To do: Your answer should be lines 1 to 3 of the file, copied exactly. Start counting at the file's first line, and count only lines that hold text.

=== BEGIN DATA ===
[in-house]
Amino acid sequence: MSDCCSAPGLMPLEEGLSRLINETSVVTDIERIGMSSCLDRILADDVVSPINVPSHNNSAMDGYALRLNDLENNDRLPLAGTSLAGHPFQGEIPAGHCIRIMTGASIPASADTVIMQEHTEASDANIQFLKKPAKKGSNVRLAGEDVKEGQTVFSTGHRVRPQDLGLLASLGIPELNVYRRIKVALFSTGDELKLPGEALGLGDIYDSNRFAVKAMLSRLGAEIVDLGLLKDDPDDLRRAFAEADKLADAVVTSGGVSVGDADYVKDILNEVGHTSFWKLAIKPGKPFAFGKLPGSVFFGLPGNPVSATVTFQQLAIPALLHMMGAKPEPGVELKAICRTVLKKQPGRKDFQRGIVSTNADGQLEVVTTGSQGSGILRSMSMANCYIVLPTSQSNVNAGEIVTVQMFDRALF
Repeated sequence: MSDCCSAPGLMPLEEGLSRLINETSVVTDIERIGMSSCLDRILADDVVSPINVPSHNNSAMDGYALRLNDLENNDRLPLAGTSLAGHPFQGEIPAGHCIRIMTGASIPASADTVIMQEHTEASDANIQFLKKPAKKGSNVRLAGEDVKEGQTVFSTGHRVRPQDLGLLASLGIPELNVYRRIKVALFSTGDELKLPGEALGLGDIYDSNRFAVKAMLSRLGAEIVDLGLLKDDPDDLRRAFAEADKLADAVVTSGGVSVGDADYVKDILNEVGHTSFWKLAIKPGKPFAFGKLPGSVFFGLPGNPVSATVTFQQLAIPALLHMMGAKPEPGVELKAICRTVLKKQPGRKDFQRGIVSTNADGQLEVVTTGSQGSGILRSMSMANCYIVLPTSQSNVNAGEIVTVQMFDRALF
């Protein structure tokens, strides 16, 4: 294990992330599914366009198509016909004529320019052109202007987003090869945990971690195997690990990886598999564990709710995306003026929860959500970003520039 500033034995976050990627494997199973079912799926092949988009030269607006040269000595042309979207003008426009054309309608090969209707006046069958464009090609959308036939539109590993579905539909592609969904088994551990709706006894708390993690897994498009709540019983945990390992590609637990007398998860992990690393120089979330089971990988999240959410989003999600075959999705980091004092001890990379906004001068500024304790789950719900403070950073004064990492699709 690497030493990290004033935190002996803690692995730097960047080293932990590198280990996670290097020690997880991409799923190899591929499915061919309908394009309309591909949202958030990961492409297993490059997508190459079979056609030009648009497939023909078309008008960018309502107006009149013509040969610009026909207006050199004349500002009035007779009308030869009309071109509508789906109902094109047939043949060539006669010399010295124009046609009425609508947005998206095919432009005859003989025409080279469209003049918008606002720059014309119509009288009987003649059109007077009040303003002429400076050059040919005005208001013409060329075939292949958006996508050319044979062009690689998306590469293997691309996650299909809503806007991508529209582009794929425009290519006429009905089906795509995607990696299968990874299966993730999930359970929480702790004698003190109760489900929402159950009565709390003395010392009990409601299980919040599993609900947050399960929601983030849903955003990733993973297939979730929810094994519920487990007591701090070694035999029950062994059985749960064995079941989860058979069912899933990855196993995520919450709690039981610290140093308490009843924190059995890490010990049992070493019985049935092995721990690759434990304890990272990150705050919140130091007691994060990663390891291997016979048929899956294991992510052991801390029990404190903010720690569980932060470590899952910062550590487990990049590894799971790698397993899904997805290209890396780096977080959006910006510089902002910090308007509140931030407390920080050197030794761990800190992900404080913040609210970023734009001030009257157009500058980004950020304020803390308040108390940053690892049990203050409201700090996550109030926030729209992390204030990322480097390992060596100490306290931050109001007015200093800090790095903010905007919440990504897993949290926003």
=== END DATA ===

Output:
[in-house]
Amino acid sequence: MSDCCSAPGLMPLEEGLSRLINETSVVTDIERIGMSSCLDRILADDVVSPINVPSHNNSAMDGYALRLNDLENNDRLPLAGTSLAGHPFQGEIPAGHCIRIMTGASIPASADTVIMQEHTEASDANIQFLKKPAKKGSNVRLAGEDVKEGQTVFSTGHRVRPQDLGLLASLGIPELNVYRRIKVALFSTGDELKLPGEALGLGDIYDSNRFAVKAMLSRLGAEIVDLGLLKDDPDDLRRAFAEADKLADAVVTSGGVSVGDADYVKDILNEVGHTSFWKLAIKPGKPFAFGKLPGSVFFGLPGNPVSATVTFQQLAIPALLHMMGAKPEPGVELKAICRTVLKKQPGRKDFQRGIVSTNADGQLEVVTTGSQGSGILRSMSMANCYIVLPTSQSNVNAGEIVTVQMFDRALF
Repeated sequence: MSDCCSAPGLMPLEEGLSRLINETSVVTDIERIGMSSCLDRILADDVVSPINVPSHNNSAMDGYALRLNDLENNDRLPLAGTSLAGHPFQGEIPAGHCIRIMTGASIPASADTVIMQEHTEASDANIQFLKKPAKKGSNVRLAGEDVKEGQTVFSTGHRVRPQDLGLLASLGIPELNVYRRIKVALFSTGDELKLPGEALGLGDIYDSNRFAVKAMLSRLGAEIVDLGLLKDDPDDLRRAFAEADKLADAVVTSGGVSVGDADYVKDILNEVGHTSFWKLAIKPGKPFAFGKLPGSVFFGLPGNPVSATVTFQQLAIPALLHMMGAKPEPGVELKAICRTVLKKQPGRKDFQRGIVSTNADGQLEVVTTGSQGSGILRSMSMANCYIVLPTSQSNVNAGEIVTVQMFDRALF